Along the state funding from Albany, the rest of the money for the Sprain Brook extension was to be paid for through federal funds. The new parkway extension, which had a slated completion in December 1980, was bid on in 1978 and won by Yonkers Contracting Company for a total of $22.8 million (1978 USD). Various materials in the extension included 100,000 cubic yards (2,700,000 cu ft) of gravel, 37,000 cubic yards (1,000,000 cu ft) of concrete, 24,000 cubic yards (650,000 cu ft) of asphalt and 1,900 pounds (860 kg) of steel. While the project started under the eyes of NYSDOT and EPHA, when the new parkway was complete, the East Hudson Parkway Authority had been disestablished in 1979 and control of the Sprain Brook had been turned back to NYSDOT.
The new parkway would lower traffic on NY 9A through Elmsford while also connecting to the Westchester County Medical Center, a local jail, and Westchester Community College. Economic improvements of the parkway extension would include nearly 6,000 new jobs and over $2 million (1978 USD) in tax rebates. The fourth and final section of the Sprain Brook Parkway was opened on October 28, 1980 at the cost of $25 million (1980 USD). The last section, deemed a 2.7 miles (4.3 km) long missing link, finished the parkway to its full length between the Bronx River Parkway and the traffic circle in Hawthorne. This new piece of the parkway was built with 70% of the required funds provided by the federal government, and was designed to redistribute traffic along different parkways, with NYSDOT estimating about 44,000 cars daily using the completed roadway.
The effects of the completion of the parkway were nearly immediate. Traffic on the Saw Mill River Parkway lessened with the new parkway, along with a 20% reduction on the Taconic State Parkway. However, while the route south of the Sprain Brook was seeing less traffic, the portion north of Hawthorne to Campfire Road, a 5 miles (8.0 km) section, was seeing much more traffic with the new parkway. Proposals for solving this problem included a $50 million (1982 USD) proposal to widen the Taconic State Parkway to six lanes. NY 9A south of Hawthorne also saw a considerable reduction in traffic and an improvement in the corridor north of NY 100C, becoming more of a commercial center. New industrial parks and office parks were being constructed within a couple years of completion of the new parkway along NY 9A.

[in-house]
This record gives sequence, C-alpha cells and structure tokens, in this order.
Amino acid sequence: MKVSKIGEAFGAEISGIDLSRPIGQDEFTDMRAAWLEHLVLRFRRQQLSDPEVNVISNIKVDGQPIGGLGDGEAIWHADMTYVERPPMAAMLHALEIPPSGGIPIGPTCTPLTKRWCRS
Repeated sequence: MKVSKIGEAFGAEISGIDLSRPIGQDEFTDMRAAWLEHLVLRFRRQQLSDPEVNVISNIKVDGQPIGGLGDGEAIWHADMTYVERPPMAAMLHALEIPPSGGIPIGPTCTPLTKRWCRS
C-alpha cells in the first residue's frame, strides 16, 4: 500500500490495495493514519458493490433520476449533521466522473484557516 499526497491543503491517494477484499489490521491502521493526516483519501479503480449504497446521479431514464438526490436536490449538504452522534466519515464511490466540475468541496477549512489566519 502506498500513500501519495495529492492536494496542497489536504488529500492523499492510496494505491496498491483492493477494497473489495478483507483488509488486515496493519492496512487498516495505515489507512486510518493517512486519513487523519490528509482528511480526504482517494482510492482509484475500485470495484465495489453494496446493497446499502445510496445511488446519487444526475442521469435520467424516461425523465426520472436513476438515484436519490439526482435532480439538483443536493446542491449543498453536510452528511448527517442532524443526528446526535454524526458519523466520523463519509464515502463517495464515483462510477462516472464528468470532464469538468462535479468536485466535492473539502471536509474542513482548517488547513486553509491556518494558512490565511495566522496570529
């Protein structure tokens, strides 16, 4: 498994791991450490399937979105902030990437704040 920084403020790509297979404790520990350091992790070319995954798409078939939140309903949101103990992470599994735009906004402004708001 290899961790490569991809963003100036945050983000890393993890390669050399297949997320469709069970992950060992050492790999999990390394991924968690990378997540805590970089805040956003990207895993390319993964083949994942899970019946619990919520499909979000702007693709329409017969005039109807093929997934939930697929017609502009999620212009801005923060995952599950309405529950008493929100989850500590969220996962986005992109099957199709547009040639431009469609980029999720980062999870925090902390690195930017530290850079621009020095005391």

The entire route is in Westchester County. All exits are unnumbered.
|Yonkers||0.00||0.00||Bronx River Parkway south – New York City||Southern terminus|
|0.88||1.42||NY 100 (Central Park Avenue) – Yonkers||Same-directional access only|
|1.33||2.14||Tuckahoe Road – Yonkers||Separated into eastbound and westbound exits|
|Greenburgh||4.00||6.44||Jackson Avenue – Greenburgh, Yonkers|
|7.60||12.23||NY 100B (Dobbs Ferry Road) – Greenburgh|
|Elmsford||8.91||14.34||I-287 (Cross Westchester Expressway)||No access to I-287 west from southbound parkway|
|Greenburgh||10.39||16.72||NY 100C (Grasslands Road) – Eastview||Southbound entrance only|
|Mount Pleasant||11.20||18.02||NY 100 north / Hospital Road – Hawthorne||Northbound exit and southbound entrance|
|11.57||18.62||NY 100 (Bradhurst Avenue) – Hawthorne||No northbound exit|
|Hawthorne||12.65||20.36||Taconic State Parkway north||Northern terminus|
|1.000 mi = 1.609 km; 1.000 km = 0.621 mi
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- Hudson, Edward (January 31, 1982). "Westchester Journal". The New York Times. p. 585.
- Microsoft; Nokia (April 21, 2012). "overview map of the Sprain Brook Parkway" (Map). Bing Maps. Microsoft. Retrieved April 21, 2012.
- "State Road Gets Westchester Aid". The New York Times. February 20, 1951. p. 32.
- Consumer Price Index (estimate) 1800–2014. Federal Reserve Bank of Minneapolis. Retrieved February 27, 2014.
- "Westchester Renews Sprain Brook Fight". The New York Times. February 16, 1951. p. 26.
- "Yonkers Parkway Termed Needless". The New York Times. January 29, 1939. p. 38.
- "Parkway Plan Pushed". The New York Times. May 1, 1930.
- "Westchester Rift Bars New Highway". The New York Times. April 5, 1938.
- "Bleakley Opposed By Board on Route". The New York Times. February 26, 1939. p. 38.
- "Bleakley Disputes Swope's Road View". The New York Times. April 23, 1941. p. 23.
- "State Park Asked in Sprain Valley". The New York Times. March 7, 1949. p. 13.
- "5-Acre Road Link Fought in Yonkers". The New York Times. December 13, 1949. p. 33.
- "State Group Hears Plan for New Parkway". The New York Times. April 28, 1950. p. 24.
- "Westchester Unit Endorses Route "A"". The New York Times. July 24, 1951. p. 26.
- "Filibuster Fails In Parkway Fight". The New York Times. August 7, 1951. p. 32.
- "An Authority Plan Up in Westchester". The New York Times. December 22, 1953. p. 29.
- "State Will Start Westchester Road". The New York Times. October 1, 1958. p. 39.
- "Two Parkways in Westchester Will Be Modernized by State". The New York Times. October 18, 1961. p. 36.
- "Parkway Section at Yonkers Opens". The New York Times. December 24, 1963. p. 19.
- "5.2-Mile Section Of Sprain Brook To Open Monday". The New York Times. November 26, 1969. p. 90.
- Hudson, Edward (February 26, 1978). "Proposal Renewed to Apply Tolls To More Westchester Parkways". The New York Times. pp. WC1, WC4.
- Feron, James (May 9, 1976). "Westchester Road Tolls Are Less Likely". The New York Times. p. 43.
- "Black and White Photographs; Xerographic Copies of Color Transparencies; Written Historical Descriptive Data; Reduced Copies of Measured Drawings - Taconic State Parkway, Poughkeepsie vicinity, Dutchess County, NY" (PDF). Historic American Engineering Record. Library of Congress. 1999. Retrieved April 23, 2013.
- "A Key Westchester Road Of 2.7 Miles Opens Today". The New York Times. October 28, 1980. p. B2.
|Wikimedia Commons has media related to Sprain Brook Parkway.|